Observations of John Norris' campaign kickoff

First-person accounts of political events are welcome at Bleeding Heartland. The Norris campaign is online here. -promoted by desmoinesdem

Last weekend I was able to attend John Norris’ gubernatorial campaign kickoff at Living History Farms in Urbandale. As someone who is relatively new to Iowa politics, I was pleasantly surprised to see about 200 people out for this campaign potluck event.

As a lifelong Democrat, Norris certainly impressed me with his campaign speech, and spoke about many issues that I, and many other Democrats, are passionate about.

Norris talked about his experience with Iowa Democratic politics, such as running Jesse Jackson’s Iowa Caucus campaign in 1988, marching with Cesar Chavez, serving as chairman of the Iowa Democratic Party, and being chief of staff for former Governor Tom Vilsack. [note from desmoinesdem: Norris discussed his political career in more detail with Bleeding Heartland earlier this year. The text of the speech he delivered in Red Oak on July 8 is here.]

It was also refreshing to see Norris put emphasis on making our state government one that works for all people, even going so far as calling his campaign “Norris for the People.” I volunteered on Bernie Sanders’ presidential campaign, and was a precinct captain for him in Decorah, and I think this element of his message will speak to many supporters of Sanders as well as many other Democrats and independents who are upset with the status quo of government, and want to see more power taken away from special interest groups and returned to the people.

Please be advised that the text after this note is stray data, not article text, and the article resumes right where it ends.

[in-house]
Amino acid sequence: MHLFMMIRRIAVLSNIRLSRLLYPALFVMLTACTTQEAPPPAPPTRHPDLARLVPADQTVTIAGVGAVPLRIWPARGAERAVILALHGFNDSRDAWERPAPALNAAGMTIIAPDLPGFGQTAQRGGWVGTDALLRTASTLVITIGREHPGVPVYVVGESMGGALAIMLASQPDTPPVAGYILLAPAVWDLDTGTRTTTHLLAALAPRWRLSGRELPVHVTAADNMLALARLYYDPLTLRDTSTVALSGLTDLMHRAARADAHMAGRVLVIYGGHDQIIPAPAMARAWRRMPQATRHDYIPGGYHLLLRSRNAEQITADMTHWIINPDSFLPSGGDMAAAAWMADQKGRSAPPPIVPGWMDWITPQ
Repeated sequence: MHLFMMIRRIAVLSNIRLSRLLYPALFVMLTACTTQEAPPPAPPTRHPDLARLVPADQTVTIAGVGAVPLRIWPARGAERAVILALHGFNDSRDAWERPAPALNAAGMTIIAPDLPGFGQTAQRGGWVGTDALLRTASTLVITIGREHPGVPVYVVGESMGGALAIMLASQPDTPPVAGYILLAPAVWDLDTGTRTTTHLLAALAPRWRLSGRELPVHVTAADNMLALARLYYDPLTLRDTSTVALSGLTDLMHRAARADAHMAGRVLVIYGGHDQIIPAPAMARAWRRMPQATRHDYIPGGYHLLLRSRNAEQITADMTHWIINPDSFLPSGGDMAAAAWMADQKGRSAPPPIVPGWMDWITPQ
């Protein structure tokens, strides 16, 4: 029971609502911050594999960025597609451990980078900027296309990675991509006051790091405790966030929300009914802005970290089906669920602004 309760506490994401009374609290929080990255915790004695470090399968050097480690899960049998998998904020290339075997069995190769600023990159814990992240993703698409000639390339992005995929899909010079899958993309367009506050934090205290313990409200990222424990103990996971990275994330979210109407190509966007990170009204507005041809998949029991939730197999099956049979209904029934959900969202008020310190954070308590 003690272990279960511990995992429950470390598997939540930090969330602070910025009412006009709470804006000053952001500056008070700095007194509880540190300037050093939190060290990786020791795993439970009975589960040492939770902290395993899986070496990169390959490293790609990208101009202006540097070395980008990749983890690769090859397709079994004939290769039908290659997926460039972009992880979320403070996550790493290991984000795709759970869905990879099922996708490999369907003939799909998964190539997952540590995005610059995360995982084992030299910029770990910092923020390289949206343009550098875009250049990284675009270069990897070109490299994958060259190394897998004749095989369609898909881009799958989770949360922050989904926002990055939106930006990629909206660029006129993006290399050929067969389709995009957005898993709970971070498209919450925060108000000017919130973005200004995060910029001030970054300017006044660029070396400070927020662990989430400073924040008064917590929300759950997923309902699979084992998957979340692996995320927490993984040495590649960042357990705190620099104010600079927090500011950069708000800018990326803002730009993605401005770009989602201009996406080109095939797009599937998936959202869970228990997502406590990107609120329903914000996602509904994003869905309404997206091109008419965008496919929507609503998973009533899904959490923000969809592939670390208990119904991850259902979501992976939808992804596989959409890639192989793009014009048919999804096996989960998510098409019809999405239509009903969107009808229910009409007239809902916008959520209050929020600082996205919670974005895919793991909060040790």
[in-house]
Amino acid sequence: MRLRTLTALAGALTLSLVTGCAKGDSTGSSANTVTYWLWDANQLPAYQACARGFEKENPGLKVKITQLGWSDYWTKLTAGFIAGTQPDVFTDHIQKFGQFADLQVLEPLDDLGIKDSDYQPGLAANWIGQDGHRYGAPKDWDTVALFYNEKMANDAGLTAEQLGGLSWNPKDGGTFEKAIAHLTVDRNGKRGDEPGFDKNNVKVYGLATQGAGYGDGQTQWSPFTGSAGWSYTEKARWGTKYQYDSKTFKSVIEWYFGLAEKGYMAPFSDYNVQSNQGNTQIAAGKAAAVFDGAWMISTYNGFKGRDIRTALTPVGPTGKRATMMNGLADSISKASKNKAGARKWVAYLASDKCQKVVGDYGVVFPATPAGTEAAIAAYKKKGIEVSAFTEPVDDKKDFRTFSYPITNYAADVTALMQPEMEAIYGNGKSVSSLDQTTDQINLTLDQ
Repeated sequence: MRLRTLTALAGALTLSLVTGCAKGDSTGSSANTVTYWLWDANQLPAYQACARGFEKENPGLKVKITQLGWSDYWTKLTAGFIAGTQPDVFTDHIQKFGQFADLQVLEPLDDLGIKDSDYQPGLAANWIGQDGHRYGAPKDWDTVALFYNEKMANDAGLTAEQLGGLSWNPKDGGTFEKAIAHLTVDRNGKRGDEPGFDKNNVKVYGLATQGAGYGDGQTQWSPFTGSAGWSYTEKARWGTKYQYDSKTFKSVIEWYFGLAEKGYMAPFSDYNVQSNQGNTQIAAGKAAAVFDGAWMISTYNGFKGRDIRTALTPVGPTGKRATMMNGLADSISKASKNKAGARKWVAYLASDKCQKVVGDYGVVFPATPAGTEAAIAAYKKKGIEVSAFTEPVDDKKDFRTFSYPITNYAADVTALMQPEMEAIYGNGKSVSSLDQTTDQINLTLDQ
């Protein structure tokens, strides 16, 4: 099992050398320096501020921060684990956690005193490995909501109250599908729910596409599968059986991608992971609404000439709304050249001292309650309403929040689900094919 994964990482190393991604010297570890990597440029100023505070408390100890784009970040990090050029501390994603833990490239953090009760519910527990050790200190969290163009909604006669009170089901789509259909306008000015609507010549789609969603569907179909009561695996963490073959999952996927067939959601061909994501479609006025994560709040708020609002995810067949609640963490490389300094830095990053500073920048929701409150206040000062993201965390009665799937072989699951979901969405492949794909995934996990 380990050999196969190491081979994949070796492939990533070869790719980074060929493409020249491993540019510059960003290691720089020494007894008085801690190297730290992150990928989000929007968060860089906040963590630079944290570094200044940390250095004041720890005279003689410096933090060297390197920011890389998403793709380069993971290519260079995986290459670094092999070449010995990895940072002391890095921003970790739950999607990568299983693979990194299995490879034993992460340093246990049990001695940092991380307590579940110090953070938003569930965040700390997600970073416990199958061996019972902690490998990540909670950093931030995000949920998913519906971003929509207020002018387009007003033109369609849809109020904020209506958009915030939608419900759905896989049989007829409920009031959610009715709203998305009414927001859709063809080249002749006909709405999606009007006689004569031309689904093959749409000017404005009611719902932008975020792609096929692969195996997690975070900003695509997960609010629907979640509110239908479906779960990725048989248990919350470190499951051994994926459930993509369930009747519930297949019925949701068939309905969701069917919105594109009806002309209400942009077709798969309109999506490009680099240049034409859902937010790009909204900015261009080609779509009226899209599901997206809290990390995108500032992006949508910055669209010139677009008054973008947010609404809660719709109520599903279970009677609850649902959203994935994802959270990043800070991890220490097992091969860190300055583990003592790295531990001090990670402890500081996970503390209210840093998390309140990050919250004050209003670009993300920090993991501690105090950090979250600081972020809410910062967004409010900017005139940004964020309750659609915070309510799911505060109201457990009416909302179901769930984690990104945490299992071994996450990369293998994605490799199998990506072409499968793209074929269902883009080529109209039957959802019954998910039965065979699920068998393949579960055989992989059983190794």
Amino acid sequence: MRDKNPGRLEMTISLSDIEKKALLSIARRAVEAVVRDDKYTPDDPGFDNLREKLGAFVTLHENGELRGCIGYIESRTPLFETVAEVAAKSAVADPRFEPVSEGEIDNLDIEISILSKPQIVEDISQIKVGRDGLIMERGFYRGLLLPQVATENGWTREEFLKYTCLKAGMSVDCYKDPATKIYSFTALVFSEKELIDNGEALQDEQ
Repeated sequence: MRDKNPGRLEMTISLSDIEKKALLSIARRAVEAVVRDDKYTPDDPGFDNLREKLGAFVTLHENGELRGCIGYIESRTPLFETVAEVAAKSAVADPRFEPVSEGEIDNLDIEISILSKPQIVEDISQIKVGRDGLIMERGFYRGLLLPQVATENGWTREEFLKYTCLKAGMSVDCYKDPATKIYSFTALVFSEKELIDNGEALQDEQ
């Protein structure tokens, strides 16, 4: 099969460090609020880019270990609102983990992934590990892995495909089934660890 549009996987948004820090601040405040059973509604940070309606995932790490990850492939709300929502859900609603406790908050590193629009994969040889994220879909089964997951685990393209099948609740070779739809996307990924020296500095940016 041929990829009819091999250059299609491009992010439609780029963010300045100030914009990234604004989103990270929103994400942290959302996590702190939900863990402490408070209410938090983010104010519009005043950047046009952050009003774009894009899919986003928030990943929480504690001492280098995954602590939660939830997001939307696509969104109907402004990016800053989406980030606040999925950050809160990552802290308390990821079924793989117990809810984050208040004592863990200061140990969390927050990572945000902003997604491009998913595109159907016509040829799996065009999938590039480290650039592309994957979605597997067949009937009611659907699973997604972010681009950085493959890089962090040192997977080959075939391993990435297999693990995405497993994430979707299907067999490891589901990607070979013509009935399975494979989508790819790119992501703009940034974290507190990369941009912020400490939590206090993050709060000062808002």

Norris spoke about clean water, saying that clean water is a “birthright” for Iowans. This is a huge issue for a large part of the state, especially up in Winneshiek County, where I currently live, and where things like frac sand mining and Concentrated Animal Feeding Operations (CAFOs) threaten clean water. On a personal level, this is also important to me because in Kewaunee County, Wisconsin, which I grew up on the border of, the water is so contaminated from CAFOs and other sources that many people cannot drink their well water.

But most important to me was his emphasis on reconnecting urban and rural Iowa. Many rural Iowans feel that they are being ignored by legislators in Des Moines and Washington D.C., and this has particularly hurt Democrats in recent elections. I serve as President of the Luther College Democrats and on the Winneshiek County Democrats Central Committee, so I interact with people of urban backgrounds and people of rural backgrounds on a regular basis, and I do see a disconnect between them. The only way to beat Governor Kim Reynolds is by reconnecting urban and rural Iowa, and it was heartening to see Norris actively trying to do just that.

While I have not decided yet who I am supporting, in my observations, I think that John Norris is a formidable candidate who has a wealth of experience. If he is able to get his name and message out there, I think he stands a good chance of being a strong contender for the Democratic nomination.

Top image: John Norris at Living History Farms, July 9. Photo by Michael Libbie, used with permission.

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